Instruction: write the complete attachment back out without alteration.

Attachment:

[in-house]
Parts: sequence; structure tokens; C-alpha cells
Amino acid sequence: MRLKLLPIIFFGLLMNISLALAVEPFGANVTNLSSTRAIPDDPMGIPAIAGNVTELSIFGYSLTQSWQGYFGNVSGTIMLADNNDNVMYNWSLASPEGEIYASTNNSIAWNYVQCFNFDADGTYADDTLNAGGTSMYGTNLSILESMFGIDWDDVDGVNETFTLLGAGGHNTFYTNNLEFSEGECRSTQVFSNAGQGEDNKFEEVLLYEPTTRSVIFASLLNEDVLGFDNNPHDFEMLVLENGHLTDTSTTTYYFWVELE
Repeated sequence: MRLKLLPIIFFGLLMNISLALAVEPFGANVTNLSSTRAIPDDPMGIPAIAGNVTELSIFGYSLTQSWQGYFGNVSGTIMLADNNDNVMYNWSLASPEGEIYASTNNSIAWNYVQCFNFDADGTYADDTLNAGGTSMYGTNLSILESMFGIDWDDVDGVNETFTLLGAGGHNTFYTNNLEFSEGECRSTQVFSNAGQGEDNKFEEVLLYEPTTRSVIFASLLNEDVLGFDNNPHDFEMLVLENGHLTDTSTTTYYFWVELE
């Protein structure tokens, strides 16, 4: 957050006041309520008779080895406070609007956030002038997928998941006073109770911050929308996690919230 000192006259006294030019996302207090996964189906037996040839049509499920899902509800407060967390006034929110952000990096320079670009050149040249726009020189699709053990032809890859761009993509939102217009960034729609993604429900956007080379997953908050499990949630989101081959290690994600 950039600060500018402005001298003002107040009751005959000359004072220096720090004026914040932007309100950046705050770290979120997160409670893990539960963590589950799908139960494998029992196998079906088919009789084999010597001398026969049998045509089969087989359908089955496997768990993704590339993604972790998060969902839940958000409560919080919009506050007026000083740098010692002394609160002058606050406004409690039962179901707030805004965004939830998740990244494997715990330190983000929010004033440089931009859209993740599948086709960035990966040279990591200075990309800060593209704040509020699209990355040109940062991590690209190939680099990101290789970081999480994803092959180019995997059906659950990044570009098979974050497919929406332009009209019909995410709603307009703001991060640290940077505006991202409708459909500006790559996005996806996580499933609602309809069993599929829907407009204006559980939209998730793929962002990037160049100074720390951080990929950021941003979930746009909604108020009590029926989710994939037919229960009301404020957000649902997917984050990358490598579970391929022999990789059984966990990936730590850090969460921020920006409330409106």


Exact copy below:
[in-house]
Parts: sequence; structure tokens; C-alpha cells
Amino acid sequence: MRLKLLPIIFFGLLMNISLALAVEPFGANVTNLSSTRAIPDDPMGIPAIAGNVTELSIFGYSLTQSWQGYFGNVSGTIMLADNNDNVMYNWSLASPEGEIYASTNNSIAWNYVQCFNFDADGTYADDTLNAGGTSMYGTNLSILESMFGIDWDDVDGVNETFTLLGAGGHNTFYTNNLEFSEGECRSTQVFSNAGQGEDNKFEEVLLYEPTTRSVIFASLLNEDVLGFDNNPHDFEMLVLENGHLTDTSTTTYYFWVELE
Repeated sequence: MRLKLLPIIFFGLLMNISLALAVEPFGANVTNLSSTRAIPDDPMGIPAIAGNVTELSIFGYSLTQSWQGYFGNVSGTIMLADNNDNVMYNWSLASPEGEIYASTNNSIAWNYVQCFNFDADGTYADDTLNAGGTSMYGTNLSILESMFGIDWDDVDGVNETFTLLGAGGHNTFYTNNLEFSEGECRSTQVFSNAGQGEDNKFEEVLLYEPTTRSVIFASLLNEDVLGFDNNPHDFEMLVLENGHLTDTSTTTYYFWVELE
């Protein structure tokens, strides 16, 4: 957050006041309520008779080895406070609007956030002038997928998941006073109770911050929308996690919230 000192006259006294030019996302207090996964189906037996040839049509499920899902509800407060967390006034929110952000990096320079670009050149040249726009020189699709053990032809890859761009993509939102217009960034729609993604429900956007080379997953908050499990949630989101081959290690994600 950039600060500018402005001298003002107040009751005959000359004072220096720090004026914040932007309100950046705050770290979120997160409670893990539960963590589950799908139960494998029992196998079906088919009789084999010597001398026969049998045509089969087989359908089955496997768990993704590339993604972790998060969902839940958000409560919080919009506050007026000083740098010692002394609160002058606050406004409690039962179901707030805004965004939830998740990244494997715990330190983000929010004033440089931009859209993740599948086709960035990966040279990591200075990309800060593209704040509020699209990355040109940062991590690209190939680099990101290789970081999480994803092959180019995997059906659950990044570009098979974050497919929406332009009209019909995410709603307009703001991060640290940077505006991202409708459909500006790559996005996806996580499933609602309809069993599929829907407009204006559980939209998730793929962002990037160049100074720390951080990929950021941003979930746009909604108020009590029926989710994939037919229960009301404020957000649902997917984050990358490598579970391929022999990789059984966990990936730590850090969460921020920006409330409106």